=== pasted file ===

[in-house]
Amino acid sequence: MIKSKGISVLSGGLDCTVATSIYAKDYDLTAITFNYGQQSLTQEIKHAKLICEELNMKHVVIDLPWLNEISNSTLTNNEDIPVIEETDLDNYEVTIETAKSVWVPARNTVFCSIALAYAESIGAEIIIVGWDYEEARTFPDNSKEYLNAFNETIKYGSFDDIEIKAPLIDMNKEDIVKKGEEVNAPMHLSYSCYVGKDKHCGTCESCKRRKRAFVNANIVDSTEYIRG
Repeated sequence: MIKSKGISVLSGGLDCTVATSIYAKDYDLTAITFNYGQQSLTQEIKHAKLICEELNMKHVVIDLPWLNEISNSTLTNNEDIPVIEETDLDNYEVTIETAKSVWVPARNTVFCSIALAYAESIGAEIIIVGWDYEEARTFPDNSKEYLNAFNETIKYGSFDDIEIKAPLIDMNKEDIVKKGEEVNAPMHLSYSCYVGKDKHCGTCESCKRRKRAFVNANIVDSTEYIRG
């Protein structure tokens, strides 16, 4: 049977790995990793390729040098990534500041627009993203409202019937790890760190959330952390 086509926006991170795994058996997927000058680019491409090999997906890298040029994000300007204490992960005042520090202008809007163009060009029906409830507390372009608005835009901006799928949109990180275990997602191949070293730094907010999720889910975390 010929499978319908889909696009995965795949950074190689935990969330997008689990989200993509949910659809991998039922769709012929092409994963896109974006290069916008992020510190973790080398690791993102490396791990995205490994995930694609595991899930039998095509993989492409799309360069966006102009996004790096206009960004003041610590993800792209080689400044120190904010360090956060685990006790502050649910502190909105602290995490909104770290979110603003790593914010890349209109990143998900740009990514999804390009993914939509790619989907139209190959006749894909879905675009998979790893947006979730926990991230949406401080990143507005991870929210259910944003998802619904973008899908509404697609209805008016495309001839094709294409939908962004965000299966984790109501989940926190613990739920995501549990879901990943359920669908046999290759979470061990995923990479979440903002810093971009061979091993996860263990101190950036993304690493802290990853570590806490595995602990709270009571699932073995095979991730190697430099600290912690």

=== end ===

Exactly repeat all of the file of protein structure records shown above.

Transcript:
[in-house]
Amino acid sequence: MIKSKGISVLSGGLDCTVATSIYAKDYDLTAITFNYGQQSLTQEIKHAKLICEELNMKHVVIDLPWLNEISNSTLTNNEDIPVIEETDLDNYEVTIETAKSVWVPARNTVFCSIALAYAESIGAEIIIVGWDYEEARTFPDNSKEYLNAFNETIKYGSFDDIEIKAPLIDMNKEDIVKKGEEVNAPMHLSYSCYVGKDKHCGTCESCKRRKRAFVNANIVDSTEYIRG
Repeated sequence: MIKSKGISVLSGGLDCTVATSIYAKDYDLTAITFNYGQQSLTQEIKHAKLICEELNMKHVVIDLPWLNEISNSTLTNNEDIPVIEETDLDNYEVTIETAKSVWVPARNTVFCSIALAYAESIGAEIIIVGWDYEEARTFPDNSKEYLNAFNETIKYGSFDDIEIKAPLIDMNKEDIVKKGEEVNAPMHLSYSCYVGKDKHCGTCESCKRRKRAFVNANIVDSTEYIRG
């Protein structure tokens, strides 16, 4: 049977790995990793390729040098990534500041627009993203409202019937790890760190959330952390 086509926006991170795994058996997927000058680019491409090999997906890298040029994000300007204490992960005042520090202008809007163009060009029906409830507390372009608005835009901006799928949109990180275990997602191949070293730094907010999720889910975390 010929499978319908889909696009995965795949950074190689935990969330997008689990989200993509949910659809991998039922769709012929092409994963896109974006290069916008992020510190973790080398690791993102490396791990995205490994995930694609595991899930039998095509993989492409799309360069966006102009996004790096206009960004003041610590993800792209080689400044120190904010360090956060685990006790502050649910502190909105602290995490909104770290979110603003790593914010890349209109990143998900740009990514999804390009993914939509790619989907139209190959006749894909879905675009998979790893947006979730926990991230949406401080990143507005991870929210259910944003998802619904973008899908509404697609209805008016495309001839094709294409939908962004965000299966984790109501989940926190613990739920995501549990879901990943359920669908046999290759979470061990995923990479979440903002810093971009061979091993996860263990101190950036993304690493802290990853570590806490595995602990709270009571699932073995095979991730190697430099600290912690």